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The coastline within Rangitāne O Manawatū Rohe between the Manawatū and Rangitikei Rivers is of historical, cultural, spiritual and traditional significance to Rangitāne O Manawatū.
The Manawatū Coast has been an integral part of Rangitāne O Manawatū culture, history and existence with those connections being unbroken for over 700 years. These connections to the Manawatū Coast and coastal sand dune country have been recorded in waiata, korero and whaikaro. The coastline or area that was traditionally referred to as Okatia the spirit that created the Manawatū River resides on the coast. The Holocene dune sequence and unique landscape has also been a part of Rangitāne O Manawatū identity and spiritual practice. The coastal area is abundant in archaeological evidence, with over 35 recorded sites.
Rangitāne O Manawatū earliest connections with the Manawatū Coast are recorded by their Kurahaupo ancestor firstly Kupe who navigated the coastline from the East Coast around Te Whanganui a Tara and along the Manawatū coastline. One navigational method used was to follow the migratory birds that seasonally reside in the Manawatū River Estuary. Haunui a Nanaia a tohunga in search of his wife Waireka also travelled the coastline naming the rivers on his journey.
Whatonga, the grandfather of Tanenuiarangi (Rangitāne) inter alia have first travelled in the Manawatū after journeying up the coastline from Te Whanganui a Tara. The area was so rich in natural resources that he and his descendants settled in the area with the area becoming known as Te Taperenui O Whatonga or the great supply of food for Whatonga. Te Waewae-Kapiti-o-Tara-raua-ko-Rangitāne or Kapiti Island also became an important connection to the Coastline and Rangitāne O Manawatū, not only providing an important marine navigational marker but also an important place for spiritual and ritualistic practices.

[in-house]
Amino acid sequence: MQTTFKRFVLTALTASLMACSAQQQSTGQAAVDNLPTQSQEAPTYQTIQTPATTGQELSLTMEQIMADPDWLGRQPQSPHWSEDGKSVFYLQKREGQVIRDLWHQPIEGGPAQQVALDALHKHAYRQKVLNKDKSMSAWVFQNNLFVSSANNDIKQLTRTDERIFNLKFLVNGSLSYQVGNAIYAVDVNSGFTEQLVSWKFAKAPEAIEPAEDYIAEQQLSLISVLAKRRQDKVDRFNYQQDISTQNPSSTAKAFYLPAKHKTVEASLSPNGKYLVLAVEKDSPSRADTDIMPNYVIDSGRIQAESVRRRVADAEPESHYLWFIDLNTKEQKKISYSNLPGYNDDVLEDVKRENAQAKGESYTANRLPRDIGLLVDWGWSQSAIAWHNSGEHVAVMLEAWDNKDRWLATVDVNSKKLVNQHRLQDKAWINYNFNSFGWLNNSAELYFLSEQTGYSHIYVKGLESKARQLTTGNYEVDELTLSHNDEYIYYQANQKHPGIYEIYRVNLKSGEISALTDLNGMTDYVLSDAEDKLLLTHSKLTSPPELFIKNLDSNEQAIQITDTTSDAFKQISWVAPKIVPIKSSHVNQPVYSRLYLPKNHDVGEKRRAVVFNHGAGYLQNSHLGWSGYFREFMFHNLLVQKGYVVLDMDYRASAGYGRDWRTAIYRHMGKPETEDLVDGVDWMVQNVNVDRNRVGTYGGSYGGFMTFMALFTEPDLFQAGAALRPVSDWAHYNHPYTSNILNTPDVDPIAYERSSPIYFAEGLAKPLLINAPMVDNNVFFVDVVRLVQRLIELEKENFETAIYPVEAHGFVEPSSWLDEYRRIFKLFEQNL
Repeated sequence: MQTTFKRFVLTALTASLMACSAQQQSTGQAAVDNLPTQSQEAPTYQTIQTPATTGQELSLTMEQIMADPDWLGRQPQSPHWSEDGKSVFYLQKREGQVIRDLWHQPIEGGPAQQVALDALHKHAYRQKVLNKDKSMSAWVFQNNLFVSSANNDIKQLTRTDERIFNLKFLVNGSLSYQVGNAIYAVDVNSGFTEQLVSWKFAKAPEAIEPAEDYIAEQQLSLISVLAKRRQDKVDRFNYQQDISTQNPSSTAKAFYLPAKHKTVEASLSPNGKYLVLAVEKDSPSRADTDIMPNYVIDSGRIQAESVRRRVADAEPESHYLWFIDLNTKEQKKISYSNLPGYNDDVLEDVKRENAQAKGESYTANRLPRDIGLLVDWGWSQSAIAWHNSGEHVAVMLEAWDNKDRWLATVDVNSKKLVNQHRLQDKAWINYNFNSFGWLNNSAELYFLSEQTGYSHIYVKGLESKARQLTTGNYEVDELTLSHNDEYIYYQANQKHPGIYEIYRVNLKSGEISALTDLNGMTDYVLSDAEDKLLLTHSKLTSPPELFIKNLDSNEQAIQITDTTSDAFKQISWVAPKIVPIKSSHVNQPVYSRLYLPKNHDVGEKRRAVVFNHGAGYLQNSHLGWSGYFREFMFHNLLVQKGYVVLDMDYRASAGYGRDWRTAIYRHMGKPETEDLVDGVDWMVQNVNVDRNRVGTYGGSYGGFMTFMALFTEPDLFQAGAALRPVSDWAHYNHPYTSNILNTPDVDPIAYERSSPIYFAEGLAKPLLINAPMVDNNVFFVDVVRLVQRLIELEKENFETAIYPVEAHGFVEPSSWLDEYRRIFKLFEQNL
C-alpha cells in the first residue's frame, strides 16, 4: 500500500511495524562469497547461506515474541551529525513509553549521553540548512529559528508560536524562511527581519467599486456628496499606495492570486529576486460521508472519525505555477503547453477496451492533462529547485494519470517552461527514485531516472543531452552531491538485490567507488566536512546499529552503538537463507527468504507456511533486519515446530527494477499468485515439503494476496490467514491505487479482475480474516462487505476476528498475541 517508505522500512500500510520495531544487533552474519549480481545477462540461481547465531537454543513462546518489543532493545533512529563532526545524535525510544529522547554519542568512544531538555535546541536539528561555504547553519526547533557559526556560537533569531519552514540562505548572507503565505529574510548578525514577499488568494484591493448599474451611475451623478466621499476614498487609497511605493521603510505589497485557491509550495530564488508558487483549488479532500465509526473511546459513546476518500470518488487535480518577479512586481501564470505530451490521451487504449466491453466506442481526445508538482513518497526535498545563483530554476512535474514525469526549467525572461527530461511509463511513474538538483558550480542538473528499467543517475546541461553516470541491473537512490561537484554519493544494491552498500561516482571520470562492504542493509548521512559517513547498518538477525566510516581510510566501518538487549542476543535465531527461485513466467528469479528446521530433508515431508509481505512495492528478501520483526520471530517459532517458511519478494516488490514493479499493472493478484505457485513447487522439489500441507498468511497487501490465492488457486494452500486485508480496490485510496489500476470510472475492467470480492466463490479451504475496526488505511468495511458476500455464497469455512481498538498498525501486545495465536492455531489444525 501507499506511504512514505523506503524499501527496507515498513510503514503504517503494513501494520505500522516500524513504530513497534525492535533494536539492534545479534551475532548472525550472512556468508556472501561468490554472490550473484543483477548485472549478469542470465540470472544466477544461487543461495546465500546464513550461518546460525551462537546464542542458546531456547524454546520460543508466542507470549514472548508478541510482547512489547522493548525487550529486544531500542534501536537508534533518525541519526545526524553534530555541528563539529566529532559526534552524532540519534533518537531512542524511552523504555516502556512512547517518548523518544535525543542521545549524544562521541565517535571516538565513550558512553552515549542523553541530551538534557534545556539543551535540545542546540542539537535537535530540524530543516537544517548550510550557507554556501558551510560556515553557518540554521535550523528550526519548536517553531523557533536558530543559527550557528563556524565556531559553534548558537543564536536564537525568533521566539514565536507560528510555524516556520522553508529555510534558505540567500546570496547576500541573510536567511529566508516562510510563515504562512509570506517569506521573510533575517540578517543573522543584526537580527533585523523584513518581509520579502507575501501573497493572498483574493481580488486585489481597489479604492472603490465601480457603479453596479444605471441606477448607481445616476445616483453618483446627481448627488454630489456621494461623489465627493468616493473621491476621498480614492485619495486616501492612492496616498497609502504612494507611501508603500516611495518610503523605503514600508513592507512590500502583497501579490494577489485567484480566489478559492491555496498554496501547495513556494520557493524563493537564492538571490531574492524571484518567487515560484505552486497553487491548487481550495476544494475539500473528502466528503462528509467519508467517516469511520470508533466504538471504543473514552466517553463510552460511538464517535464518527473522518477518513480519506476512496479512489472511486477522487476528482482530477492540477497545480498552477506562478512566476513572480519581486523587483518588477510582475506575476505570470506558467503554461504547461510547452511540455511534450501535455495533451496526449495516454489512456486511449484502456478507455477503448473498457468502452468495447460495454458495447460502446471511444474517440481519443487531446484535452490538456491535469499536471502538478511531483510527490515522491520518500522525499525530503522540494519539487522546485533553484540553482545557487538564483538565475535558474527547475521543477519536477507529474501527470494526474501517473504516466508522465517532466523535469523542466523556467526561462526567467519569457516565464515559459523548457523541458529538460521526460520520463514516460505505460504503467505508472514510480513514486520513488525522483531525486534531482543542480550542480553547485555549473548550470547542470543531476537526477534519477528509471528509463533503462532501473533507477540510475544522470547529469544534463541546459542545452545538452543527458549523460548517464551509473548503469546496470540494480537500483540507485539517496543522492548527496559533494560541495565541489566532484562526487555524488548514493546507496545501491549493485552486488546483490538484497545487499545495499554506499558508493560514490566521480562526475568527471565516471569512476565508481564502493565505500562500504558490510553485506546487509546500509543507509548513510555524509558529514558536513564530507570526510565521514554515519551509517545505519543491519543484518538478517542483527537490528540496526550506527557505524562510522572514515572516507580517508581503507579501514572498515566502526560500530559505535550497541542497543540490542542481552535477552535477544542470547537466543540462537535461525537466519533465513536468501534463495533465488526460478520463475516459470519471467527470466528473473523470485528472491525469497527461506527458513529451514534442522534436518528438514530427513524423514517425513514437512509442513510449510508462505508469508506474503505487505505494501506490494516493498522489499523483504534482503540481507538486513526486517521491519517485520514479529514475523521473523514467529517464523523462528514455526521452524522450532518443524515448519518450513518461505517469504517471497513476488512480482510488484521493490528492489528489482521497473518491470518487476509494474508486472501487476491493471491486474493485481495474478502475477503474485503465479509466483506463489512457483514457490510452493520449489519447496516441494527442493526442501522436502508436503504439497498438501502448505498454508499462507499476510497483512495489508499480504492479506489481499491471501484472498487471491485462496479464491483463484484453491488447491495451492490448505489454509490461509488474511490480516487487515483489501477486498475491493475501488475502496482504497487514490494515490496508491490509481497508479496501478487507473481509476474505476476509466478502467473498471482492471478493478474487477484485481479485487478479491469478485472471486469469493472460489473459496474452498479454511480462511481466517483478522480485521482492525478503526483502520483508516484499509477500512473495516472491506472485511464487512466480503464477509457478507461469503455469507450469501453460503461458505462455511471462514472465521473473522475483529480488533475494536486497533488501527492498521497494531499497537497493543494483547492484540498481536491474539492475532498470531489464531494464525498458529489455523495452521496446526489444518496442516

The Coast following this time became an important route for trade and communication connecting both the South (Te Waka a Maui) and North Island (Te Ika a Maui). The Manawatū coastline became a place of great wealth and strategic importance for Rangitāne O Manawatū between the Manawatū and Rangitikei Rivers for trade, transport and communication to the East Coast and Central North Island.
The most significant areas of settlement along the Coast were Te Wharangi and Te Papa Ngaio at the mouth of the Manawatū River. Te Wharangi (meaning - broad flat place) was an area used for river crossings and as a waka mooring for ocean going vessels bringing back fish. Te Wharangi was a mahinga kai utilised seasonally by Rangitāne O Manawatū to catch whitebait, flounder and other tidal river species. Rangitāne O Manawatū managedthis river crossing providing the service for Europeans upon their arrival and settlement. Te Papa Ngaio was a large Pa on the southern bank of the Manawatū River opposite Te Wharangi. During Wakefield’s 1840 visit to the district he journeyed to the Manawatū and encountered “a body of natives” at the river mouth. According to Wakefield’s account of the journey, the Maori were unable to supply the New Zealand Company agent with any provisions as “they were from a settlement near the gorge of the Manawatū” however he noted numerous Pataka and storehouses of theirs along the Coast.